[Co-screenwriter Tony] Kushner is the shuck and jive man as artist. The ultimate Jewish Uncle Tom. He never fails to give the Gentiles what they want. The thought that a Jew might have no qualms about killing those who would kill him, that vengeance can also be righteous, that turning the other cheek is the hypocrisy of Christianity and not the creed of the Jews, that Jewish blood matters the most to us because it matters to no one else, that a Jew can be more than a blithering house negro for the beautiful people; all this is too horrifying, apparently, to be even thought of as a rational possibility.

See also "Bloggers View 'Munich.'"

Posted by Hube at 09:43 AM | Comments (0) | TrackBack

January 28, 2006

NEA head shaker -- again

I'm a member of the NEA -- National Education Association -- but it sure ain't because of most of their beliefs. Being a member, I get their monthly newsletter, NEA Today. The only place where conservative/libertarian viewpoints are voiced in a non-attacking/mocking way is in the letters page. But, of course, we're treated to lengthy articles about the "latest" in leftist educational theory!

February's edition is certainly no exception. First, we have NEA President Reg Weaver rapping with education author Jonathan Kozol. I've read some of Kozol's stuff, notably Savage Inequalities, and at times he offers up some striking material. Just be sure to research alternate viewpoints before you let yourself be driven to despair, or at least to the pharmacy for some Prozac. Kozol, in his latest, blasts what he terms the "restoration of apartheid schooling." This is preposterous on its face, and deliberately provocative (which I'm sure is Kozol's intent). Apartheid was a repugnant legally enforced system of racial separation (in South Africa, of course). As little as 40 years ago, many areas of the United States had laws quite similar to apartheid. But for Kozol to utilize such terminology today is asinine. Where are blacks and other minorities being legally separated today in the United States? Where are blacks being legally denied to he right to live in a predominately white neighborhood? Where are black students being legally denied the right to attend predominately white schools? Answer: Nowhere, Mr. Kozol.

Oh, but you see, Mr. Kozol is a social crusader for REVOLUTIONARY CHANGE! He says

I’m going to encourage teachers...to speak out politically, to rise up and protest, not only against this testing madness...but also about the perpetual separation of our children so they don’t know each other any longer in America.

The idealism is so viscous you can....well, you know. Look, not to engage in too much of an ad hominem (don't want to upset Mr. Garrett! ;-) but Kozol is the epitomy of the "limousine liberal" -- born to wealthy parents, Harvard and Oxford educated, he has now come to "save us from ourselves" with the glorious "enlightened" pedagogy of social revolution. (Aside: He did travel to Cuba -- surprise -- fairly early in his career and wrote Children of the Revolution which features this enlightening line:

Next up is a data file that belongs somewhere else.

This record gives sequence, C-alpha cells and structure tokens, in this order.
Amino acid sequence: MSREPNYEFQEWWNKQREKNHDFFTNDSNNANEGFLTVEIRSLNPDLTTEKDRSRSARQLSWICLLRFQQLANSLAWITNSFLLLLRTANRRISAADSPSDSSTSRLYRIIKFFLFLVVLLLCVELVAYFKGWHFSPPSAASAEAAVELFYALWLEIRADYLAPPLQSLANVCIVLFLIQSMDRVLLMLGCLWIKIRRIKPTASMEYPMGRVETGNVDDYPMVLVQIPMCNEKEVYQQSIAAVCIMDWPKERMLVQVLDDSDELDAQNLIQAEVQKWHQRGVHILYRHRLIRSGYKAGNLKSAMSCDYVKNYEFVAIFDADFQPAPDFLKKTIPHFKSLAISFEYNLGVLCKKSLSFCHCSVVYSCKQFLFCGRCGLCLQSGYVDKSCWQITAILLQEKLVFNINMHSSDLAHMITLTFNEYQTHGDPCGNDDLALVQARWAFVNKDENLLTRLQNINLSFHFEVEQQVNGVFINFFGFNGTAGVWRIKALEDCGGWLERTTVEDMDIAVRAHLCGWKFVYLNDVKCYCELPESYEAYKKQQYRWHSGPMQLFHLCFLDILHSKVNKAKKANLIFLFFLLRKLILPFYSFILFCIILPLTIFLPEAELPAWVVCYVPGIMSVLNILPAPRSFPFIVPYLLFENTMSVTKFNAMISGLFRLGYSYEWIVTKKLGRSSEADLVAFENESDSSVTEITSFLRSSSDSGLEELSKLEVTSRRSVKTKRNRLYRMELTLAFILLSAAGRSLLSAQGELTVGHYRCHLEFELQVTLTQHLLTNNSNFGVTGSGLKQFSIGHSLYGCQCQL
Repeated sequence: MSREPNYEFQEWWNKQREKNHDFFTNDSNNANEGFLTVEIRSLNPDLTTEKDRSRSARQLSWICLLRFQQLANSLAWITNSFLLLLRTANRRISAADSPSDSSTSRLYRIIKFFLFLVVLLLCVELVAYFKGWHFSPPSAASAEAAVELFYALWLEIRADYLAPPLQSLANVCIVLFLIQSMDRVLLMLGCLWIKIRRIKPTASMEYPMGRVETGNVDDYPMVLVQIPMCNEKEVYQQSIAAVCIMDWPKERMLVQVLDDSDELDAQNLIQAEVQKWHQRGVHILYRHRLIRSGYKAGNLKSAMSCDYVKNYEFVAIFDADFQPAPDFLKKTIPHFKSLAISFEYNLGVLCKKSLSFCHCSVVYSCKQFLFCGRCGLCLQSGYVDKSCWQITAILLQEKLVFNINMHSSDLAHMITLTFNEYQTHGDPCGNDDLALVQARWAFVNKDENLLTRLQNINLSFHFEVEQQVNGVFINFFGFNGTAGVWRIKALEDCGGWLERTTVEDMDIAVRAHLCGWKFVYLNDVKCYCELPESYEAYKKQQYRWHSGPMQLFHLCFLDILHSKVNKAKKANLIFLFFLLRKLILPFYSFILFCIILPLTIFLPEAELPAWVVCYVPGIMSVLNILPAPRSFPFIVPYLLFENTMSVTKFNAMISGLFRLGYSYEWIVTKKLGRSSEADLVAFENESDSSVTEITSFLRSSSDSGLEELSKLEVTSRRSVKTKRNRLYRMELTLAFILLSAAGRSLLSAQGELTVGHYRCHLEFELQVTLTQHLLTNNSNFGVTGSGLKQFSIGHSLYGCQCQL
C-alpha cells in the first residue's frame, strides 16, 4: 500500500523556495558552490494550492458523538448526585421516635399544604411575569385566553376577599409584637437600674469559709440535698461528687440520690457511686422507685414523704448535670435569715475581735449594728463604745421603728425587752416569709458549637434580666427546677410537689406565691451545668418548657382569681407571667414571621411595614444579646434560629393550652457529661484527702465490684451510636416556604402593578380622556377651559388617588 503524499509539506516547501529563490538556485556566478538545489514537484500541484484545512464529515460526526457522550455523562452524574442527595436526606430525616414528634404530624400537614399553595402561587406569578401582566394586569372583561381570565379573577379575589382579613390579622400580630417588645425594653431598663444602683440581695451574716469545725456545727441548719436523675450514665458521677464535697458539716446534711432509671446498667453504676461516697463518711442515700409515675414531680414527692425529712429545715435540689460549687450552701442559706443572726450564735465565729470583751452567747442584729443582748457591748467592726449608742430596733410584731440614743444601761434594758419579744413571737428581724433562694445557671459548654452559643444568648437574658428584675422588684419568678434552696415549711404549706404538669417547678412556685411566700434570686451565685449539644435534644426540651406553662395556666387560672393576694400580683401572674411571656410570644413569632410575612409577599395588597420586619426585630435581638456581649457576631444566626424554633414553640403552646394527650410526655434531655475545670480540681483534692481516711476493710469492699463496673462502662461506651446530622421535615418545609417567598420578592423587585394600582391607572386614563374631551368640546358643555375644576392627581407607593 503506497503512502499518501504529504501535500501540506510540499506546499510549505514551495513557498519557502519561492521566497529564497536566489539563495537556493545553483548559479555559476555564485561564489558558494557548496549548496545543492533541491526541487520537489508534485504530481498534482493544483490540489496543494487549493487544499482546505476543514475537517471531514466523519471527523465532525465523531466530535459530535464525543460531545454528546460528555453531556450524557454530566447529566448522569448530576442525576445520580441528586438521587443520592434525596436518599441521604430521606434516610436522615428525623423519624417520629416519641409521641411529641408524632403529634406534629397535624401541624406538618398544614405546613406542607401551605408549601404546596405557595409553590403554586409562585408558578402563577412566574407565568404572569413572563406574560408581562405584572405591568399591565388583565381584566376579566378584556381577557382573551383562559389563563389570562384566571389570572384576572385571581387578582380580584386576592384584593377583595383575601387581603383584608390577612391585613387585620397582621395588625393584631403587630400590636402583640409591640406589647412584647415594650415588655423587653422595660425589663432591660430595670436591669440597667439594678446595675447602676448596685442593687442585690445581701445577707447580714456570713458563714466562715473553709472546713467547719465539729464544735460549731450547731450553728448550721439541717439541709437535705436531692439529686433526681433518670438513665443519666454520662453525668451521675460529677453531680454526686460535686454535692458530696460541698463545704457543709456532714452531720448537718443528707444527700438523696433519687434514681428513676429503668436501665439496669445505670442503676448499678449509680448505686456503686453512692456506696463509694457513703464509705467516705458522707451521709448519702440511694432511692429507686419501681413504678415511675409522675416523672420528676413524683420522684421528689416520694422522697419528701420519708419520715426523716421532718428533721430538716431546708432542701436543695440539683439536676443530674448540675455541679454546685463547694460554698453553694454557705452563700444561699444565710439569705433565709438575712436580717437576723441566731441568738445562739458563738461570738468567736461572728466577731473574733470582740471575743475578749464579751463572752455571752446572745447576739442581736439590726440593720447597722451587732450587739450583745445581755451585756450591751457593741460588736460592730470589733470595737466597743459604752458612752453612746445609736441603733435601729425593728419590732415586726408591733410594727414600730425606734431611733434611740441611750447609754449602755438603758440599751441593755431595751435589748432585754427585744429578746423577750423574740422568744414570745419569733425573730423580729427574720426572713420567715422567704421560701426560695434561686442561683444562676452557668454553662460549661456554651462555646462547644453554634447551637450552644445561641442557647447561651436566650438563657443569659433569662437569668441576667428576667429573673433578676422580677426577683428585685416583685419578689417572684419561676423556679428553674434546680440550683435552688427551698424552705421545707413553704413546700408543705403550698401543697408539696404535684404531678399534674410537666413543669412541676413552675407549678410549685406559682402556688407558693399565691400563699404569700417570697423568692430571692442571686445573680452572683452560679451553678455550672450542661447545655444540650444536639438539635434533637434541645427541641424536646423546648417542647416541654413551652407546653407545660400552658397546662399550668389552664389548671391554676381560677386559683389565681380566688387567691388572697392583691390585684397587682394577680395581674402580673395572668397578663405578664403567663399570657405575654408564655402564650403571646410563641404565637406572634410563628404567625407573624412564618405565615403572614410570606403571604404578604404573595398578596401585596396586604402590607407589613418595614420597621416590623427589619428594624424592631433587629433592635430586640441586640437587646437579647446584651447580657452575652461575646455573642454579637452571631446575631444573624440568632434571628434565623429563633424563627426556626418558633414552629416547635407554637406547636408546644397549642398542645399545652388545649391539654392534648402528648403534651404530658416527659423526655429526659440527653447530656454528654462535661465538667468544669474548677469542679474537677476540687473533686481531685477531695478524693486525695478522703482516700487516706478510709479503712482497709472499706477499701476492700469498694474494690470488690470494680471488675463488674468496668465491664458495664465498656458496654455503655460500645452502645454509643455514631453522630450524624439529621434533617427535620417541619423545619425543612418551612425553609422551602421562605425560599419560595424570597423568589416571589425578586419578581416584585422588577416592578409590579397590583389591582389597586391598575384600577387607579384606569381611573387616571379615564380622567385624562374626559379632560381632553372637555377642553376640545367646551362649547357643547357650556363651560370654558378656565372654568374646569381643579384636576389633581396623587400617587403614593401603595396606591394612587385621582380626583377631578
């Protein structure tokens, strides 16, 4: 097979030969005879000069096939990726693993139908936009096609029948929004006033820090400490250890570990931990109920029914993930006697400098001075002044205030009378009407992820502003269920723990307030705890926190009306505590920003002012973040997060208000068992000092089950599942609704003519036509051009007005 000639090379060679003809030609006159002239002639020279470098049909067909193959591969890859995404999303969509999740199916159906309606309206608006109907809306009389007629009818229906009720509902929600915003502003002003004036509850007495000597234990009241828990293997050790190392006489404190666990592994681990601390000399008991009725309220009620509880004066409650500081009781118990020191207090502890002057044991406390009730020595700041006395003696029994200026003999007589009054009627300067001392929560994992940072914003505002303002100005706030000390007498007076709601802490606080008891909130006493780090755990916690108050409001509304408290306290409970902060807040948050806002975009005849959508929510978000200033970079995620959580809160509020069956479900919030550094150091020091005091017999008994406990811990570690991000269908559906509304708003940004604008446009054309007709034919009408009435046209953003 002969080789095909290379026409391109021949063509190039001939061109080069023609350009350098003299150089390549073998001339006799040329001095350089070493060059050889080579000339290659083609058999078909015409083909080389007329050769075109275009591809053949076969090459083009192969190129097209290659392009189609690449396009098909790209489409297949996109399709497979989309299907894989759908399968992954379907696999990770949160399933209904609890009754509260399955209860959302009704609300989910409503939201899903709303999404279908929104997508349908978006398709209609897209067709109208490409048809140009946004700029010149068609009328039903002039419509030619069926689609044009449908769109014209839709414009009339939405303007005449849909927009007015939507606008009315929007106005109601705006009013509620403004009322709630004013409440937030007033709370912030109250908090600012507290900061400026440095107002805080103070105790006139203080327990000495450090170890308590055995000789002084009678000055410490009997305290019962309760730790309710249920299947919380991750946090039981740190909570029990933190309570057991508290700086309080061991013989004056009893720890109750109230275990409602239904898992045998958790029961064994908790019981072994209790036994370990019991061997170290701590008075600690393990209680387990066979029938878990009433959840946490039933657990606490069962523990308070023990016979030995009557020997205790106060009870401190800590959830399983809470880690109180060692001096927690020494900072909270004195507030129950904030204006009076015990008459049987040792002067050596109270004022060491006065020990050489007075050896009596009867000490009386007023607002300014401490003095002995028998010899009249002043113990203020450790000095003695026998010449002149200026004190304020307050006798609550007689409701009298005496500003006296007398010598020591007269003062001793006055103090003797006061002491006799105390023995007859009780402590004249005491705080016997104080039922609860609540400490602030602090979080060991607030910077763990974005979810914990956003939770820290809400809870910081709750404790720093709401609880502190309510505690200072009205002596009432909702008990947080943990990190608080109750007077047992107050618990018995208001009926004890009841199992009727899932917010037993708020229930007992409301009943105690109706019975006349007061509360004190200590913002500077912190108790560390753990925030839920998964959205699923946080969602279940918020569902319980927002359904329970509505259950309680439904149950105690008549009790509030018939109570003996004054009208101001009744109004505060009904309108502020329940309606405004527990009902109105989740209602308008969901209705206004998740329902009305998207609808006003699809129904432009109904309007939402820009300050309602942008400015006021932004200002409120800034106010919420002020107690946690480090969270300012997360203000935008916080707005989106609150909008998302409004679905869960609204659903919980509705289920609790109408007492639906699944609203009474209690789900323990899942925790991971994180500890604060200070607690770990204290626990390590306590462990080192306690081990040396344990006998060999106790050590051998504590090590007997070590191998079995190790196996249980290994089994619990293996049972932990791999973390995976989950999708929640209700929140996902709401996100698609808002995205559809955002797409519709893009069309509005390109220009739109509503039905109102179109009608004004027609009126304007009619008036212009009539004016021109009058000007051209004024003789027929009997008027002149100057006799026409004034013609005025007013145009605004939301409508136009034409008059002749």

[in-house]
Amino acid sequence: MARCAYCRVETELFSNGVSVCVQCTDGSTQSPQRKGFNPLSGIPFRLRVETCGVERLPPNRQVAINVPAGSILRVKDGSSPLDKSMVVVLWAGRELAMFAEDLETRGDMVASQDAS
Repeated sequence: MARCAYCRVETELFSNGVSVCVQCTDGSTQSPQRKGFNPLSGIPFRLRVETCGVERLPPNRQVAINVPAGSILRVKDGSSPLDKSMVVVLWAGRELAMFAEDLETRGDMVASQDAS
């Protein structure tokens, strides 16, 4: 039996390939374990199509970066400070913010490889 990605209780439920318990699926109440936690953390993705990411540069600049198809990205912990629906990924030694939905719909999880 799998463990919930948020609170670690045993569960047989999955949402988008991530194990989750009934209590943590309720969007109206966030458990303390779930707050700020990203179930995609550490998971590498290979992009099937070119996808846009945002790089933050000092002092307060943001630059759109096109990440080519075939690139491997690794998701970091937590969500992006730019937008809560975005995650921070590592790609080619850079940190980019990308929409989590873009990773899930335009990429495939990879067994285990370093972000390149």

"There is a sense of shared achievement, of hard work that remains . . . one good notch below the level of competitive obsession"—unlike capitalism's dog-eat-dog way of life. The school is "able to combine . . . a reverence for productive labor and an impressive level of true humanistic education of the whole man and the whole woman."

Further,

Like all Cuban schools, this one is based "on a firm and vivid grasp upon the concrete truths of life itself. Almost all ideas and skills that are acquired in these schools are meant to lead to action, to real work, and to real dedication. . . . There is a sense, within the Cuban schools, that one is working for a purpose and that that purpose is a great deal more profound and more important than the selfish pleasure of an individual reward." [Link.]

Just so you know where Jonathan is coming from, folks.)

In addition, Kozol is vehemently anti-testing and even anti-discipline. He notes that

Principals in segregated schools "create an architecture of adaptive strategies" that include "a relentless emphasis on raising test scores," "scripted lesson plans," "heightened discipline" and other policies that emulate the military--a "command and absolute control."

One of Kozol's biggest critics, Abigail Thernstrom, says

[Kozol] is against longer school days, summer school for kids who need it, charter schools (and other forms of choice), merit pay and every promising avenue of school reform. He does, as an aside, acknowledge that kids should learn "essential skills," but his main concern is with schools that exude "warmth and playfulness and informality and cheerful camaraderie among the teachers and their children."

And in a sadly all-too-typical liberal belief that blacks and other "disadvantaged minorities" are somehow not responsible for their actions (because white racism is the overarching cause of all their ills), Kozol justifies the "self-destructive behavior" of these young people: